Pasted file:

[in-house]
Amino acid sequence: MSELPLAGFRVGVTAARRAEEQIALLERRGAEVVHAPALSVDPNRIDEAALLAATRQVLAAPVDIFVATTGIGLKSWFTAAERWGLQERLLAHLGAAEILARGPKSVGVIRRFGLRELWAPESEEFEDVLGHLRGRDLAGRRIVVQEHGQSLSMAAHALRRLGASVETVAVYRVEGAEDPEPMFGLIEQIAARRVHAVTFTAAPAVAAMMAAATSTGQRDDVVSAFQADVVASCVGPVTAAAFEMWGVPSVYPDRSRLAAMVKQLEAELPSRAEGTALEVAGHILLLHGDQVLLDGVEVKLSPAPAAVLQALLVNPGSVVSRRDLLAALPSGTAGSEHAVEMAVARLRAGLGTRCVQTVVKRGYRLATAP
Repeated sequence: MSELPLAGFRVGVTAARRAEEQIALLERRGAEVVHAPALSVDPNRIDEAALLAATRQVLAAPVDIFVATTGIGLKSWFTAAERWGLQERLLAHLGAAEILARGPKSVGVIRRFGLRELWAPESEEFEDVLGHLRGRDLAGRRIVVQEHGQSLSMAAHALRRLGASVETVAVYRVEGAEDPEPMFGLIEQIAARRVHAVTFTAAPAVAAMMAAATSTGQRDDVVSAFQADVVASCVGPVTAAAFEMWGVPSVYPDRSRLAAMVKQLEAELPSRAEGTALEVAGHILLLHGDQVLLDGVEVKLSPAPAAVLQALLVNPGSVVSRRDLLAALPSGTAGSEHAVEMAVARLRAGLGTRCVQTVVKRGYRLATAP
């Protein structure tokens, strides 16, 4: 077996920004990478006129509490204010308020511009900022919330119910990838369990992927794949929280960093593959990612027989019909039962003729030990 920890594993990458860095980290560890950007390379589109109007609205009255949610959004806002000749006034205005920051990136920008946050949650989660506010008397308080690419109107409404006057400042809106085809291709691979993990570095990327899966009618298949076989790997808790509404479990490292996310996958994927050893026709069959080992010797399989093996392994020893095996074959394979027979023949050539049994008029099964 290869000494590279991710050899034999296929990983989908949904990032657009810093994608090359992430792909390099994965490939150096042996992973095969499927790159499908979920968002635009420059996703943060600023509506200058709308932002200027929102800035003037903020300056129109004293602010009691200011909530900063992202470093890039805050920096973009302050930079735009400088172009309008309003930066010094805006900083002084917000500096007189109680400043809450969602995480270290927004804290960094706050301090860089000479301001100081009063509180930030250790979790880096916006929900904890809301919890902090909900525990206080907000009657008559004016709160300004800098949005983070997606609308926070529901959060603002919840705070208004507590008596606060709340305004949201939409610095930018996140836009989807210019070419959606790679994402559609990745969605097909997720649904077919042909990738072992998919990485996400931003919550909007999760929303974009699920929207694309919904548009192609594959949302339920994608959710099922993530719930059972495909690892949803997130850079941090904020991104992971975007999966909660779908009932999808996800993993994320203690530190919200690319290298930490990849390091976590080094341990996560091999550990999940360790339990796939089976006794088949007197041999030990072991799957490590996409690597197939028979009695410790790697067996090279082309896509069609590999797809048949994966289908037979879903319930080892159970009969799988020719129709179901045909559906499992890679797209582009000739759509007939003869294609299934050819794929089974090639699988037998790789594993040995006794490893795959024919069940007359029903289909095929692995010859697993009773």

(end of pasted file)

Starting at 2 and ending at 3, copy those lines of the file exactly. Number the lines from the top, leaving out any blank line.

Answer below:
Amino acid sequence: MSELPLAGFRVGVTAARRAEEQIALLERRGAEVVHAPALSVDPNRIDEAALLAATRQVLAAPVDIFVATTGIGLKSWFTAAERWGLQERLLAHLGAAEILARGPKSVGVIRRFGLRELWAPESEEFEDVLGHLRGRDLAGRRIVVQEHGQSLSMAAHALRRLGASVETVAVYRVEGAEDPEPMFGLIEQIAARRVHAVTFTAAPAVAAMMAAATSTGQRDDVVSAFQADVVASCVGPVTAAAFEMWGVPSVYPDRSRLAAMVKQLEAELPSRAEGTALEVAGHILLLHGDQVLLDGVEVKLSPAPAAVLQALLVNPGSVVSRRDLLAALPSGTAGSEHAVEMAVARLRAGLGTRCVQTVVKRGYRLATAP
Repeated sequence: MSELPLAGFRVGVTAARRAEEQIALLERRGAEVVHAPALSVDPNRIDEAALLAATRQVLAAPVDIFVATTGIGLKSWFTAAERWGLQERLLAHLGAAEILARGPKSVGVIRRFGLRELWAPESEEFEDVLGHLRGRDLAGRRIVVQEHGQSLSMAAHALRRLGASVETVAVYRVEGAEDPEPMFGLIEQIAARRVHAVTFTAAPAVAAMMAAATSTGQRDDVVSAFQADVVASCVGPVTAAAFEMWGVPSVYPDRSRLAAMVKQLEAELPSRAEGTALEVAGHILLLHGDQVLLDGVEVKLSPAPAAVLQALLVNPGSVVSRRDLLAALPSGTAGSEHAVEMAVARLRAGLGTRCVQTVVKRGYRLATAP